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discovered_02_2015 - Title: Corrosion has its advantages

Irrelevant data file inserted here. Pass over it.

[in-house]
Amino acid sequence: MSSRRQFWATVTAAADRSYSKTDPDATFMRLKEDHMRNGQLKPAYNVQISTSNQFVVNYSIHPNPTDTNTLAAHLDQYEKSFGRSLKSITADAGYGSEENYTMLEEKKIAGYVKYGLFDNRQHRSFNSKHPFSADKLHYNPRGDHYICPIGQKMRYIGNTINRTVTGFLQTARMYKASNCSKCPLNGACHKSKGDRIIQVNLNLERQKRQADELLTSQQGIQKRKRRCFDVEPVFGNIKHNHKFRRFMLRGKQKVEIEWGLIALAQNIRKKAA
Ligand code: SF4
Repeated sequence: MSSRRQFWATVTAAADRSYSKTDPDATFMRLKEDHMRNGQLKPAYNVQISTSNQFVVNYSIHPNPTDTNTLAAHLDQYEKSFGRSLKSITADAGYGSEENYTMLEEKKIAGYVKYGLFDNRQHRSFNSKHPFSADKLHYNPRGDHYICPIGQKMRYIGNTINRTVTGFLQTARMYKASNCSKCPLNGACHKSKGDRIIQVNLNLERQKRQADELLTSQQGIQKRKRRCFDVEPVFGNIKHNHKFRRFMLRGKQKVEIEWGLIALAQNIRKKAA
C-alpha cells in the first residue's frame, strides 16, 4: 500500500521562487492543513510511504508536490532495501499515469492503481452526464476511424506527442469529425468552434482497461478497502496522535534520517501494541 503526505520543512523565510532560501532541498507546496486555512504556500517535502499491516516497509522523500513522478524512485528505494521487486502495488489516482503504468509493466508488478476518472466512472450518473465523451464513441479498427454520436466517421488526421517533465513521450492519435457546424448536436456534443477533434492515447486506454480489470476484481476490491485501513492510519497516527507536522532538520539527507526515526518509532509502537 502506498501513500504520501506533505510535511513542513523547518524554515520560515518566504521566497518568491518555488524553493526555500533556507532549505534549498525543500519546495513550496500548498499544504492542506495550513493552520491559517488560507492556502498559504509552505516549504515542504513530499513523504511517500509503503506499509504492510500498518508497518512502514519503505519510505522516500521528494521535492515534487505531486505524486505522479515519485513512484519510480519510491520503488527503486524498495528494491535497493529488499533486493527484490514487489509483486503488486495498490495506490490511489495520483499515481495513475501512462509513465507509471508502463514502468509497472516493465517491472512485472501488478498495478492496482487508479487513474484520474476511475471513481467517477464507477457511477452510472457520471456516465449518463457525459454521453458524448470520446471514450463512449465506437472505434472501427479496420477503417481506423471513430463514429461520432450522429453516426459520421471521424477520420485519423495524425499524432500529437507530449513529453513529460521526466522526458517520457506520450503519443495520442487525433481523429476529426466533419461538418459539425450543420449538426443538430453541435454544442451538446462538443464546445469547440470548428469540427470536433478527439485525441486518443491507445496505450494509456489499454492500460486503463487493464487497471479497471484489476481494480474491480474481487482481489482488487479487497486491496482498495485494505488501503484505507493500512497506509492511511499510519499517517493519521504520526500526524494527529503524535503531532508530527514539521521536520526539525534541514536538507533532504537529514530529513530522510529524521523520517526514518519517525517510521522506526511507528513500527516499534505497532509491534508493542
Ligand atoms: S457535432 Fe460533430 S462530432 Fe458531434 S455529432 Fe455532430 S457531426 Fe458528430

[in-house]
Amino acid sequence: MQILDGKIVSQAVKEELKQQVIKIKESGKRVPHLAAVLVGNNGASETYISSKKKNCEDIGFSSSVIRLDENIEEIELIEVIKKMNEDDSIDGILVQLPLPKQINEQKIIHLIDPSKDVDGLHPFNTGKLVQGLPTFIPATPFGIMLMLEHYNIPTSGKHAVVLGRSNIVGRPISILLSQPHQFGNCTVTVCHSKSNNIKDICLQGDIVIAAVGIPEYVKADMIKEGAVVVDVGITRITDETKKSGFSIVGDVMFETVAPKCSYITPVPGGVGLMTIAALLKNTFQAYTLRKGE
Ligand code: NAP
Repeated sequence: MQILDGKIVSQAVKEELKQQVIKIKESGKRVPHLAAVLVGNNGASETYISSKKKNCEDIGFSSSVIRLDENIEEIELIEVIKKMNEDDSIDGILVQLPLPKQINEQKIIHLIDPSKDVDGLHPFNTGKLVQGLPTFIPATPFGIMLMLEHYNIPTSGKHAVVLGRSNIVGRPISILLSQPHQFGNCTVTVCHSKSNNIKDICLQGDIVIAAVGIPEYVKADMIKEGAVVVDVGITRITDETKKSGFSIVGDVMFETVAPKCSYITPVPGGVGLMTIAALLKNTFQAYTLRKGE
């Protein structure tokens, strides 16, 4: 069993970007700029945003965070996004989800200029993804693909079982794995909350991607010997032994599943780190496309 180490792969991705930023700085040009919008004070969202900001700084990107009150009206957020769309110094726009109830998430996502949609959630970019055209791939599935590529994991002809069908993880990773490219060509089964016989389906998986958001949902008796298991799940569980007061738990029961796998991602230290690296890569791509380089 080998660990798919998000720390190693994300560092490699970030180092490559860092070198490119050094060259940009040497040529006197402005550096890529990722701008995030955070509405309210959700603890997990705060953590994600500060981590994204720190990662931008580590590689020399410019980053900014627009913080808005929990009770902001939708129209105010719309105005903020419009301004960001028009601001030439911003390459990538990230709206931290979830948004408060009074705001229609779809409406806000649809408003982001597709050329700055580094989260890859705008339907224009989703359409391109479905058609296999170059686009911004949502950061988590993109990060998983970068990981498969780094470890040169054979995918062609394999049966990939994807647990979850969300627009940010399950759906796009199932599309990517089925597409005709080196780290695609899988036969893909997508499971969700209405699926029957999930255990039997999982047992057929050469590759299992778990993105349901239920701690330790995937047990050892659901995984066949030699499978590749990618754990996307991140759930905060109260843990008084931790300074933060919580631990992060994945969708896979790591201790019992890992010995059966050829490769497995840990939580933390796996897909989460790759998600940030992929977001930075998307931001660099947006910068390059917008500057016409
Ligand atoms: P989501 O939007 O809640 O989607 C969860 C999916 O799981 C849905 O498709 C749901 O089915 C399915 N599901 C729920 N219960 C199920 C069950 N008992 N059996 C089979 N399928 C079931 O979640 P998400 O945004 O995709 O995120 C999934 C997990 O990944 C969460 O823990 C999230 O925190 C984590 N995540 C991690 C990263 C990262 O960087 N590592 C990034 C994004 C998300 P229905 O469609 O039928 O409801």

WWW.HZDR.DE discovered 02.15 TITLE // The chemistry involved in repositories for highly radioactive material. "We just assume the worst-case scenario," explains Vinzenz Brendler of the HZDR Institute of Resource Ecology. Anyone researching the chemistry involved in running a future repository for highly radioactive material should really take this pessimistic approach to heart. After all, the safety of a repository such as this, which would presumably be constructed deep beneath the Earth's surface contained in its own geological formation somewhere in Germany, must be guaranteed for at least one million years. Chemists like Vinzenz Brendler are well aware, however, that even the most improbable reactions can occur if given enough time. And one million years is a very long time. It is for exactly this reason that the 30 employees of the Surface Processes Division take into consideration anything there that could possibly react. And there is quite a lot to keep track of, since many of the elements listed in the periodic table of elements tend to occur in repositories. "In our work we concentrate on reactions with radioactive elements. Our institute is especially well-prepared for this," Vinzenz Brendler reports. Chemistry not involving radioactive substances can just be researched in "normal" labs after all. This selection allows scientists to narrow down the enormous mountain of reactions considerably, but a great many of them still remain. Mountain for chemists The repository will mainly house the used up fuel rods from nuclear reactors. Originally they consist predominantly of uranium. Since only a small portion is burned up in the reactor, there is very little change in the rods even after they served their purpose. Contrary to popular belief, the overwhelming majority of material in the rods does not emit strong amounts of radiation. Uranium itself, however, is an extremely poisonous heavy metal and is therefore taken very seriously. A small portion of the uranium is, however, split in the reactor. The fragments produced by this process have varying weights and consequently represent a wide variety of different elements that are now also contained in the fuel rod. Some products of the split, certain chlorine and cesium isotopes for example, are highly radioactive. In any case, a portion of this will decay relatively quickly. So after few decades in intermediate storage the radiation level will already be considerably lower. Nevertheless, there will still be plenty of highly radioactive elements in the used up fuel rods. Enough time Nuclear reactions in the reactor produce quite a few neutrons, many of which act as catalysts for the chain reaction and with others remaining trapped in uranium atoms. These will often trigger further nuclear reactions that in turn produce heavier and correspondingly highly radioactive elements such as americium, neptunium, plutonium, and curium. The researchers working with Vinzenz Brendler are also engaged in carefully tracking these "activation products". But there are also a series of other compounds that play a role in the repository and that could be involved in chemical reactions. The uranium of the fuel rods is placed in a zirconium casing. This is a heavy metal with low toxicity that, unlike many other metals, corrodes only very slowly. All the same, there is still the possibility that it will react with the radioactive elements in its environment - it is sure to have enough time for that in the repository. Ingredients for corrosion As it currently stands, the plan is to place the fuel rods in special Pollux containers made of steel, which are placed in casings made of cast iron and graphite, which are then placed in the repository. Oxygen from the air could then oxidize the iron in these casings. And this gives Vinzenz Brendler and his team another substance to keep an eye on. Once the repository is closed, the oxygen will slowly be used up, thus seemingly removing the basis for corrosion. It won't be long, however, until a fresh supply is available: The surrounding stones are sure to contain oxygen and perhaps even water - regardless of where the underground repository is located. These are the two essential ingredients that cause many metals to corrode. Especially when, as is the case in the repository, there is enough time. In time, rust could eat holes in the steel casings of the Pollux containers - at least if you assume the worst as Vinzenz Brendler does. What would happen in the repository then? The uranium in the fuel rods is present in the form of uranium dioxide, which is relatively inert. In this form organisms rarely absorb it and at first the heavy metal will hardly have any poisonous effects at all. This changes abruptly, however, when it oxidizes to a uranyl compound. Unlike uranium dioxide and the compounds it forms, these uranyl particles dissolve well in water. Not only can they be transported over long distances, but they can also easily be absorbed by life forms, thus poisoning them. _TEXT . Roland Knauer CORROSION HAS ITS ADVANTAGES